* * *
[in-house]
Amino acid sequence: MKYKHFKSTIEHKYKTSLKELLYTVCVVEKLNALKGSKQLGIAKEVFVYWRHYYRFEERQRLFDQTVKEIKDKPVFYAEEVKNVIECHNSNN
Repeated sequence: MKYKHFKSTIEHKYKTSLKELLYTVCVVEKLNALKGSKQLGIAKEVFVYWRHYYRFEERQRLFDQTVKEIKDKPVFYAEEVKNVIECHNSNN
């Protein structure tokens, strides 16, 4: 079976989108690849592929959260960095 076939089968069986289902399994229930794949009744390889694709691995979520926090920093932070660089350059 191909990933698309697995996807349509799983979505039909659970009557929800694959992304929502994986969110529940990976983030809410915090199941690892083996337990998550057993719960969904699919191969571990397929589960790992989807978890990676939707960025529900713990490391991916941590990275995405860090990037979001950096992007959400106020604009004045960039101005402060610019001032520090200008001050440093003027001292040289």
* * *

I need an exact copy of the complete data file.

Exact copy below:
[in-house]
Amino acid sequence: MKYKHFKSTIEHKYKTSLKELLYTVCVVEKLNALKGSKQLGIAKEVFVYWRHYYRFEERQRLFDQTVKEIKDKPVFYAEEVKNVIECHNSNN
Repeated sequence: MKYKHFKSTIEHKYKTSLKELLYTVCVVEKLNALKGSKQLGIAKEVFVYWRHYYRFEERQRLFDQTVKEIKDKPVFYAEEVKNVIECHNSNN
């Protein structure tokens, strides 16, 4: 079976989108690849592929959260960095 076939089968069986289902399994229930794949009744390889694709691995979520926090920093932070660089350059 191909990933698309697995996807349509799983979505039909659970009557929800694959992304929502994986969110529940990976983030809410915090199941690892083996337990998550057993719960969904699919191969571990397929589960790992989807978890990676939707960025529900713990490391991916941590990275995405860090990037979001950096992007959400106020604009004045960039101005402060610019001032520090200008001050440093003027001292040289």